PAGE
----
Whether it’s trying to be the first defender to the ball carrier or coming across the field to make a play, the aggressive approach by Jenkins not only makes him a top playmaker but also a leader in his fourth season with the Saints.
“Every play, I am going to go hard, regardless of what the play or game looks like,” said Jenkins. “Even in high school or college, that was my mindset. I never want to quit on a play. I am looking for any way to give my team a chance. Even if it’s a first-and-goal at the one. All you want is to have a chance. I know what the result can be. It doesn’t always pay off, but there are those key times where you will have that opportunity.”
Assistant Head Coach/Linebackers Joe Vitt noted earlier this year that Jenkins’ flair for making key plays is a credit to the extra work he puts in at practice. Vitt said Jenkins’ ability for being in the right place at the right time on game day has earned him his teammates’ trust.
“When the game is on the line and plays have to be made, you just trust Malcolm Jenkins,” said Vitt. “You trust him because he works so hard and he is so accountable to his teammates. It’s been fun to watch.”
One key component to Jenkins’ success with the Saints is his ability to adapt to change. He had a smooth transition from corner to safety in 2010 and picked up first-year defensive coordinator Steve Spagnuolo’s scheme quickly.
“I didn’t find the changes difficult, because I see myself as a versatile player,” said Jenkins. “I want to play wherever it best helps the team. Now, to this day I still think I can play some corner, so whenever I can get a chance in practice I take advantage of it.”
With Jenkins’ “whatever-helps-the-team” mindset, the position he plays in the defensive backfield is irrelevant but No. 27 does appreciate the different aspects of each spot.
“At corner, I loved the challenge that you are one-on-one and trying to win those matchups on an island,” said Jenkins. “At safety, I love the freedom I have being able to control the calls of the secondary. It’s fun playing everywhere. I just love learning new things on defense and playing different spots.”
Jenkins has appeared in 57 games with 49 starts. The 6-0, 204-pound defensive back has recorded 325 career tackles (233 solo), two sacks, four interceptions, two returned for touchdowns, 32 pass defenses, two forced fumbles and three fumble recoveries.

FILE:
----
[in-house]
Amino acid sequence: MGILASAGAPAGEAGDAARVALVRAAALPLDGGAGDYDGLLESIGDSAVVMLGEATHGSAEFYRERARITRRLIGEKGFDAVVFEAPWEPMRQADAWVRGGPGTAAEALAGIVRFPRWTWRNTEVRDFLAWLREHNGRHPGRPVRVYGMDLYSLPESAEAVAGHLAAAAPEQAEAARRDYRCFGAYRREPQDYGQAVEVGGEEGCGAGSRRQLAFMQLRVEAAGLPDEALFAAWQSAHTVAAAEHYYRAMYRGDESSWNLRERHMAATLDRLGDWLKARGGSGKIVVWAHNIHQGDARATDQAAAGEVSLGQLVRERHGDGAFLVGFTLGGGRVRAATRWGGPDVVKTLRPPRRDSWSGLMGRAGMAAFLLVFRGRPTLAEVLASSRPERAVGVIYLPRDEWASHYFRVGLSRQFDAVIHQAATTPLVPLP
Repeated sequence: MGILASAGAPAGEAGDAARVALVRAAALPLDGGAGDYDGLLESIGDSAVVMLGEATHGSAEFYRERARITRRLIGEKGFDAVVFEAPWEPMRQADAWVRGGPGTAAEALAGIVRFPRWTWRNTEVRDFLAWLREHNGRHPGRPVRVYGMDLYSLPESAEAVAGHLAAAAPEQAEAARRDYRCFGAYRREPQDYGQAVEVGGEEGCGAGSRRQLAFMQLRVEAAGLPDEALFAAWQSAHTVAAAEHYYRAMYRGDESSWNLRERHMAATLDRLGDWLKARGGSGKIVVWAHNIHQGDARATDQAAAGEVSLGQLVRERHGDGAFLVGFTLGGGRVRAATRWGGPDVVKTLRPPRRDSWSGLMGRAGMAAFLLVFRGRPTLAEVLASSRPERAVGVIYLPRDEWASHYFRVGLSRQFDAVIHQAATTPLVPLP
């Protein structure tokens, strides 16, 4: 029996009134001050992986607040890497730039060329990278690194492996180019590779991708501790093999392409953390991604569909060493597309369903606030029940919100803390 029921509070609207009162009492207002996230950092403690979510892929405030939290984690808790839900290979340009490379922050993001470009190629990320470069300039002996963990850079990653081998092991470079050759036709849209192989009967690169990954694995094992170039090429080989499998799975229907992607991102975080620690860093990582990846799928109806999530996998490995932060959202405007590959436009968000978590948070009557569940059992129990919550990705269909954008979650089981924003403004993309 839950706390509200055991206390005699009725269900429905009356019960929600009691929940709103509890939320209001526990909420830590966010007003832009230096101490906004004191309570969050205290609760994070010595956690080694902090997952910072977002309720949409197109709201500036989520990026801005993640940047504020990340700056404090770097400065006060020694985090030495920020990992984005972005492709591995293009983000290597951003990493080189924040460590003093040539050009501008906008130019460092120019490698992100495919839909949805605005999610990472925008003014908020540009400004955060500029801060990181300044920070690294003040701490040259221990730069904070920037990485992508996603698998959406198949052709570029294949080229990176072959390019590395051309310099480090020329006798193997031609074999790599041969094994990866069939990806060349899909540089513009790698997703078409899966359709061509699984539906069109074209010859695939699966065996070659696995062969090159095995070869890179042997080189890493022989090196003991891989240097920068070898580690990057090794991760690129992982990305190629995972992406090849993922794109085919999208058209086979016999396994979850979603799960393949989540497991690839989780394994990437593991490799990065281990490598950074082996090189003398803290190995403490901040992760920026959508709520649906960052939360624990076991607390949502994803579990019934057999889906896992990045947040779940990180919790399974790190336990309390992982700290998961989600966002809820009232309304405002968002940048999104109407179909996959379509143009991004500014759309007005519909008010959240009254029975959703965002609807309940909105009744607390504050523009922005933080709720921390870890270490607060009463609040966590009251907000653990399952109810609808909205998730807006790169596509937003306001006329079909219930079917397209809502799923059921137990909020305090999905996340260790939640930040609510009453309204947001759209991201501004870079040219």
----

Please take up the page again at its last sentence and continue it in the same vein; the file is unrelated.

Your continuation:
The 24-year-old defender started all 13 games at free safety for the Saints in 2012 and ranked third on the team with 95 tackles before being placed on injured reserve on Dec. 15.
“He never quits,” said Harper. “You will never see someone out-work him at what he does. He is one of the most competitive people I have ever been around. The competiveness makes the younger guys compete harder at practice.”
Along with Sharper, Jenkins said Harper has been huge in his development.
“I am a mathematics-type guy,” said Jenkins. “I stick to the numbers and rules of certain coverages. I want everybody to be in the perfect spot, but football is not that type of game. Football is a very gray game. Sometimes you have people out of their spots and you have to adjust. Roman has helped me with that as far trusting my eyes and being able to play off what I see if a play breaks down.”
Jenkins said he will review every game this summer as he prepares to enter his fifth NFL season. Jenkins, who lives in New Orleans full time with his wife Morrisa, said part of his offseason training will be boxing. Jenkins said he enjoys it because it gives him a break from the grind of football and still helps him stay in shape. He has taken of few of teammates to the gym to box, including CB
After the disappointing ending to 2012, Jenkins said he will evaluate everything that happened, learn from it and is more motivated than ever to start the next season.
“Not making the playoffs is not something I have experience or want to continue,” said Jenkins. “I am confident we will get back to the standard we have set here and we will work as hard as we have ever had to get there.”